Today I want to tell you about a tool I use occasionally but find extremely useful. I’m sure many of you fetch, pull, checkout, commit, and perhaps push using Git on a daily basis. In the same time, I doubt you bisect more or less often. There’s even a high chance that you have never heard about this command before. If you’re now curious what it is, then you have the right page open. Let’s get started with the explanation.
The official documentation tells us that “git-bisect uses binary search to find the commit that introduced a bug.” It sounds fascinating, isn’t it? Just imagine that you type a command, pass proper arguments, and after some time get a list of commits which introduce bugs in your project. But wait, we already have
git log for this. It works pretty accurate and rarely gives you something else. However, it doesn’t use binary search, so
git bisect is probably intended for something else. To figure out what exactly it’s for let’s use an example.
Imagine yourself being a programmer. You start your day with a cup of coffee or tea
or smoothie. Then you pull fresh updates from a server and run tests to be sure that everything’s green so you can start with a new feature. But all your plans are ruined when you see “Tests failed: 1”. For those of you who have never been in such a situation because you have a zero-tolerance policy for red tests or simply don’t have tests at all, I’ve prepared an example project. If you clone it and do the steps described above (don’t forget a drink!), you’ll see something like on the following picture.
You feel lost. To proceed with the feature you first need to make tests green again. But at which point they become broken? Do you really need to check all the commits between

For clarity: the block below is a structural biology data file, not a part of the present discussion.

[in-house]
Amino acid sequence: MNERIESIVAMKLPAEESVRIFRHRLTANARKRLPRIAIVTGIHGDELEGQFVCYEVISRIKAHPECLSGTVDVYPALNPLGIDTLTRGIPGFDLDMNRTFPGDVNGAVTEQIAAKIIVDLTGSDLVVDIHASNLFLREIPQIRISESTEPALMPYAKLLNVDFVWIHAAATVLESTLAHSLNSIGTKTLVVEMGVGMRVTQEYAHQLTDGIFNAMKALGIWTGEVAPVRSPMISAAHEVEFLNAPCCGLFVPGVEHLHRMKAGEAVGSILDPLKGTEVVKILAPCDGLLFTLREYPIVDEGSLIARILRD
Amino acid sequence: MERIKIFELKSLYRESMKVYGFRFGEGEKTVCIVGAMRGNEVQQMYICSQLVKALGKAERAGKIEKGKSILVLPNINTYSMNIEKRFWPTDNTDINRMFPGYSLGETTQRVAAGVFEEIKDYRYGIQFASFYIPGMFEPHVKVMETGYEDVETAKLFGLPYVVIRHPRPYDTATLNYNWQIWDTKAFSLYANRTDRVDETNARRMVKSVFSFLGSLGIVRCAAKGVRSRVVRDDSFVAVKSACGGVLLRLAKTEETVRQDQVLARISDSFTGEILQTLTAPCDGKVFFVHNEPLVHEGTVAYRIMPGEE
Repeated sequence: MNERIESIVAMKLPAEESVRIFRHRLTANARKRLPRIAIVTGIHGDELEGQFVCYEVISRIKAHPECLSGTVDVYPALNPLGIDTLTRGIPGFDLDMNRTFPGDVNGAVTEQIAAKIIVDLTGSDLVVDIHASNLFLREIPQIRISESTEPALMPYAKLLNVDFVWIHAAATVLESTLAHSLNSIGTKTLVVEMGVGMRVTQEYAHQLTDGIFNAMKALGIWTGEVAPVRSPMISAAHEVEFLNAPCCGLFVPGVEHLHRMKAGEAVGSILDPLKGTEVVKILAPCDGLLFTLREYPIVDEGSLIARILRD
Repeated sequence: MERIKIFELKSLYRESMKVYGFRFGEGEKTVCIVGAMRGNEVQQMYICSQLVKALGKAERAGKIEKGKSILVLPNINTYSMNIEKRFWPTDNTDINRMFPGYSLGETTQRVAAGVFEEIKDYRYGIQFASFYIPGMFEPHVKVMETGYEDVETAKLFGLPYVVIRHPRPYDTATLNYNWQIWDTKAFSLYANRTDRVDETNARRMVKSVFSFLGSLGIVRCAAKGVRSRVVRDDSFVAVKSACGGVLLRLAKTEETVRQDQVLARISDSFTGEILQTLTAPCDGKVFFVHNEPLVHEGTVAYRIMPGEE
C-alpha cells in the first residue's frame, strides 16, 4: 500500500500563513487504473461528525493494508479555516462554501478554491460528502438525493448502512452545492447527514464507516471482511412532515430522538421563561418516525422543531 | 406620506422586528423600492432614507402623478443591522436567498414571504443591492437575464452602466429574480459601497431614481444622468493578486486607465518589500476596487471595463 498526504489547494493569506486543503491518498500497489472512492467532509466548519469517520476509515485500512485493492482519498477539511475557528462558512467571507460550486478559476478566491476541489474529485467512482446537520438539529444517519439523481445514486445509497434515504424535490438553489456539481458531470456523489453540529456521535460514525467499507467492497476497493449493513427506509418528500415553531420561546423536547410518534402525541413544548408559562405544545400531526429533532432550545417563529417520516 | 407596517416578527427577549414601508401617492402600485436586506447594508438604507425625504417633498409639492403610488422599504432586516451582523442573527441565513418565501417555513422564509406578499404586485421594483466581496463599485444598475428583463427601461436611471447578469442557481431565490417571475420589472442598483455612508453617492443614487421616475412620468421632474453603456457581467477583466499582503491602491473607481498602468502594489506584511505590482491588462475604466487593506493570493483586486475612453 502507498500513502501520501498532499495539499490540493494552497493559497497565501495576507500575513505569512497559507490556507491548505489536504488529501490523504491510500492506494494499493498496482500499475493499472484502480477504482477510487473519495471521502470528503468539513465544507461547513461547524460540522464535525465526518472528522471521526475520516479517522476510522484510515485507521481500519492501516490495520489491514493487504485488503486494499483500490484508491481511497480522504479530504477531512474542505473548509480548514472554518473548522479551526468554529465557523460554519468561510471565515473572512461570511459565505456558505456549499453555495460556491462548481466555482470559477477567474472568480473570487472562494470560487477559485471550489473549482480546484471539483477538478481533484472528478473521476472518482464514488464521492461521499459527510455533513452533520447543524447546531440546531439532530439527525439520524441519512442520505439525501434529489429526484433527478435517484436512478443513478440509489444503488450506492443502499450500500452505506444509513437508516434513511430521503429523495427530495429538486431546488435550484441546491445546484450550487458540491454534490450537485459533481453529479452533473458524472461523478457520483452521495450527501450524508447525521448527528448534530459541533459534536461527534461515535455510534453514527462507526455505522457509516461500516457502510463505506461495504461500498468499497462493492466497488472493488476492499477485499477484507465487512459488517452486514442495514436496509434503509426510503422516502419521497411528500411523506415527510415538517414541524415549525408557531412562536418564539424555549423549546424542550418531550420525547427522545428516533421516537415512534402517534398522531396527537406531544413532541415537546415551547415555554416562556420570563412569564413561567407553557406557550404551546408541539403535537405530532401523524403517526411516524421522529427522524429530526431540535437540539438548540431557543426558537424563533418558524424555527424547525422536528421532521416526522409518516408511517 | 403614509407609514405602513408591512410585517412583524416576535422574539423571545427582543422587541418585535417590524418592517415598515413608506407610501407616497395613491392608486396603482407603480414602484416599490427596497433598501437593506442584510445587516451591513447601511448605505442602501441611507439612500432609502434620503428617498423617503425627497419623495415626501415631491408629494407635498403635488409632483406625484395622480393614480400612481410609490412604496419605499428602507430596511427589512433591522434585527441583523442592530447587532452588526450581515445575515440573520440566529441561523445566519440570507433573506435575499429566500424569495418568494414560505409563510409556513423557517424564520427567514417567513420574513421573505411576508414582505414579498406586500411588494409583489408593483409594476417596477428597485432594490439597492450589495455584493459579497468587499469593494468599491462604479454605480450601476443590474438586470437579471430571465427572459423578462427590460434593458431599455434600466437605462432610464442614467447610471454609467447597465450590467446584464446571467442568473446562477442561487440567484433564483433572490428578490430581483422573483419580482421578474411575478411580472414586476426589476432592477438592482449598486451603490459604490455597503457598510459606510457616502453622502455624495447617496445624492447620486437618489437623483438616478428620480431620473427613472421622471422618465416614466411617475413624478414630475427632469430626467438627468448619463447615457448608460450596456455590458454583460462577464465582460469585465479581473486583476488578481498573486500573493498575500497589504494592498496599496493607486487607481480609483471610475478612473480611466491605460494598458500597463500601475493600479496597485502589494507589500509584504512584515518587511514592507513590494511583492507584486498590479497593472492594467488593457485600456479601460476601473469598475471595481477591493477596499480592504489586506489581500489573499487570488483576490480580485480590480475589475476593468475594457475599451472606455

master and the previous stable state where you’re 100% sure the tests were fine? But hey, this’s exactly the situation for binary search which we discussed in the previous post. It gives us logarithmic time thus instead of, say, eight commits we should only check three an so on. Here’s its definition if you don’t remember.
Binary search is a search algorithm that finds the position of a target value within a sorted array.
The target value in our case is the first commit that makes tests fail. The sequence of commits represents the array. It’s naturally sorted according to the rule that all bad commits appear to the left and all good commits appear to the right from the target commit. Thus if we check a random commit and
- it’s good then all commits to the right are good;
- it’s bad then all commits to the left are bad.
This is all we need to use binary search. And git-bisect, its implementation for Git, comes to the rescue.
You know for sure that six commits ago all the tests were green. To prove it, you invoke
git checkout master~6 and rerun the suite.
Perfect. The commit we’re looking for is somewhere in between
master~6. You can check all five revisions manually or use the tool to reduce the number to three in the worst case. Of course, you open a terminal, and type
git bisect start master master~6. You get the following output.